[ exact phrase in "" • results by date ]

[ Google-powered • results by relevance ]


News Home

Subscribe to RSS feed

Add NWW headlines to your site (click here)

Sign up for daily updates

Keep Wind Watch online and independent!

Donate $10

Donate $5

Selected Documents

All Documents

Research Links


Press Releases


Publications & Products

Photos & Graphics


Allied Groups

Turbine out of commission; Lee Hall wind turbine out of use since 2011  

Credit:  By Eric Newton (Contributing Writer ) on November 7, 2013 | The Oswegonian | www.oswegonian.com ~~

In July 2010, Oswego State placed a wind turbine on the roof of Lee Hall to supply the campus with renewable energy. Despite the initial success, the turbine is currently failing to produce any power for the campus.

The wind turbine was built by Impact-Technologies Group, Inc., a sustainable power company based in Syracuse. They have since changed the company name to Kohilo Wind. It stands 18 feet tall, including the stand that supports it. The school paid $50,000 for the turbine, which was expected to produce 40,000 kilowatts of electricity per year. Although it started spinning immediately when installed, the turbine soon ran into problems.

Michael Lotito, the sustainability engineering coordinator at Oswego State since 2012, said the turbine stopped working in 2011.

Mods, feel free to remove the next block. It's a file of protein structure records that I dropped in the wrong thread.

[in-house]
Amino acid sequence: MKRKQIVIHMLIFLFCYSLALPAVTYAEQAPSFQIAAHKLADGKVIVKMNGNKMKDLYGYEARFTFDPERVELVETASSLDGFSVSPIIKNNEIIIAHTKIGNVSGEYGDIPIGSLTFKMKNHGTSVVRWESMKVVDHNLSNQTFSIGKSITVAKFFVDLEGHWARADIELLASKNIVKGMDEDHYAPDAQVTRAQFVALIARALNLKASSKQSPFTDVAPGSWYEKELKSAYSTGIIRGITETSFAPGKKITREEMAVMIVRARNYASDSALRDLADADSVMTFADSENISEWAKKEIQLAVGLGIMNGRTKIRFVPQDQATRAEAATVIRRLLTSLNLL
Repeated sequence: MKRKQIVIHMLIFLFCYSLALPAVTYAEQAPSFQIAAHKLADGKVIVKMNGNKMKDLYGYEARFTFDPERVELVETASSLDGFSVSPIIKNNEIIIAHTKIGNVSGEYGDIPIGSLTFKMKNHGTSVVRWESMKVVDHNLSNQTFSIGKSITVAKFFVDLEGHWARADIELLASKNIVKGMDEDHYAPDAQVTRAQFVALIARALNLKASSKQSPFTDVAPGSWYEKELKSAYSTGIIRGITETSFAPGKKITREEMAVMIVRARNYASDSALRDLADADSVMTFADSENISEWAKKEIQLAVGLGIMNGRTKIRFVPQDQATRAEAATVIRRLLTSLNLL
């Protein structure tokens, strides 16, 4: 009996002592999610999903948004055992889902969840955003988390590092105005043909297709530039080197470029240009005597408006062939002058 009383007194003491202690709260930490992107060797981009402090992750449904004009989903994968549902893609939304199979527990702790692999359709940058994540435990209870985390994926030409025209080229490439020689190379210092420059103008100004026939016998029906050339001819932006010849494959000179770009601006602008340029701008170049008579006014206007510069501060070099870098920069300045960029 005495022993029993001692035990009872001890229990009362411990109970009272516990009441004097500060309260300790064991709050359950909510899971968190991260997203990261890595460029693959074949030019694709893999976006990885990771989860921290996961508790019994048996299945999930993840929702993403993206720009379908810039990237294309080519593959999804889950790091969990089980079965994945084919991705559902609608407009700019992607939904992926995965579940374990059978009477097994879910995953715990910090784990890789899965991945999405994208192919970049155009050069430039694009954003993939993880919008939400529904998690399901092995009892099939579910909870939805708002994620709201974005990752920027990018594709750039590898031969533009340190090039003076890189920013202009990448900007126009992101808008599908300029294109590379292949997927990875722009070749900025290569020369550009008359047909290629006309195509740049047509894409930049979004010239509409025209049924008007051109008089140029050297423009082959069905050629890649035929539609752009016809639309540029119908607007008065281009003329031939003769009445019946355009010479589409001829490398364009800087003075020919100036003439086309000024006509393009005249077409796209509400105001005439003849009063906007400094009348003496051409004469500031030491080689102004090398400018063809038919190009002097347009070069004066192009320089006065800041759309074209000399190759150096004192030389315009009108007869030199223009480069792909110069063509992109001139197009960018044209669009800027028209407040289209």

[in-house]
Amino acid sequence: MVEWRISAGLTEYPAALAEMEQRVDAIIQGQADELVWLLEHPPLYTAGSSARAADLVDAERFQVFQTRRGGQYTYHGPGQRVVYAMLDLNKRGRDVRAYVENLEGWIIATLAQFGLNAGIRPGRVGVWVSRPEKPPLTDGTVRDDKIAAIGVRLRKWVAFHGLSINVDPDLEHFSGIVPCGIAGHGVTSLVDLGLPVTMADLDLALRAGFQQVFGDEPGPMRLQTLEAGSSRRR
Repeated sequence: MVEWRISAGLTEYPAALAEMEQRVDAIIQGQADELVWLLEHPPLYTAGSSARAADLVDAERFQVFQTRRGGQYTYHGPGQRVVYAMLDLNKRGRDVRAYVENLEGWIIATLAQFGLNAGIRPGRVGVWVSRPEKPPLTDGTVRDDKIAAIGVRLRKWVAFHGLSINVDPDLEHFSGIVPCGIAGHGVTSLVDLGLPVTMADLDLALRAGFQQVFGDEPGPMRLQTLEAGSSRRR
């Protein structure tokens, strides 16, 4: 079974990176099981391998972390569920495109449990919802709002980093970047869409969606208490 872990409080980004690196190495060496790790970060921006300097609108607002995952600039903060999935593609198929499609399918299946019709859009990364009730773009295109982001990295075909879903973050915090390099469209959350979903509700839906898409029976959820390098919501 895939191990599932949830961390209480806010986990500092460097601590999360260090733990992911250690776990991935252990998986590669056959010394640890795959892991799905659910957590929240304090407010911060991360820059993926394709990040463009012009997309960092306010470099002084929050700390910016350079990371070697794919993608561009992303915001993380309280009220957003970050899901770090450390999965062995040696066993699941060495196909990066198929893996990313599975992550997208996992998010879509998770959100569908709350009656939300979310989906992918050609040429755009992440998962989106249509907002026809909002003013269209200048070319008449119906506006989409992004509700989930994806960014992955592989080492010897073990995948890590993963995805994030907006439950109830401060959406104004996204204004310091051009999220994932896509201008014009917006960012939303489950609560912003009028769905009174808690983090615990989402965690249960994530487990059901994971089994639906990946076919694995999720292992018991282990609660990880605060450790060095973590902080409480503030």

“I don’t know if we got a full clean year out of it,” Lotito said.

Part of the problem was the untested nature of the turbine.

“What we have is a prototype,” Lotito said.

Alfred Stamm, a professor of meteorology at Oswego State, put it another way.

“The company gave it to us to test,” Stamm said.

He said that the company also failed to give the school data about the power output of the turbine.

The turbine was repaired under warranty by Kohilo Wind, and once again started producing power for the campus. However, renovations being done on Lee Hall in 2013 led to the turbine being placed on the ground, where it did not produce power.

Once the renovations were completed, the turbine was returned to the roof of Lee Hall, where it currently sits. It has not been reconnected yet, and continues to spin freely without generating any power.

“It’s not a very successful turbine,” Stamm said.

Students have similarly expressed frustration with the turbine’s functionality.

“I think it’s a good idea to keep investing [in green technologies],” Kate Riley, an environmental earth science major at Oswego State, said. “But I know lots of people are mad about this.”

Source:  By Eric Newton (Contributing Writer ) on November 7, 2013 | The Oswegonian | www.oswegonian.com

This article is the work of the source indicated. Any opinions expressed in it are not necessarily those of National Wind Watch.

The copyright of this article resides with the author or publisher indicated. As part of its noncommercial effort to present the environmental, social, scientific, and economic issues of large-scale wind power development to a global audience seeking such information, National Wind Watch endeavors to observe “fair use” as provided for in section 107 of U.S. Copyright Law and similar “fair dealing” provisions of the copyright laws of other nations. Send requests to excerpt, general inquiries, and comments via e-mail.

Wind Watch relies entirely
on User Funding
Donate $5 PayPal Donate


News Watch Home

Get the Facts Follow Wind Watch on Twitter

Wind Watch on Facebook


© National Wind Watch, Inc.
Use of copyrighted material adheres to Fair Use.
"Wind Watch" is a registered trademark.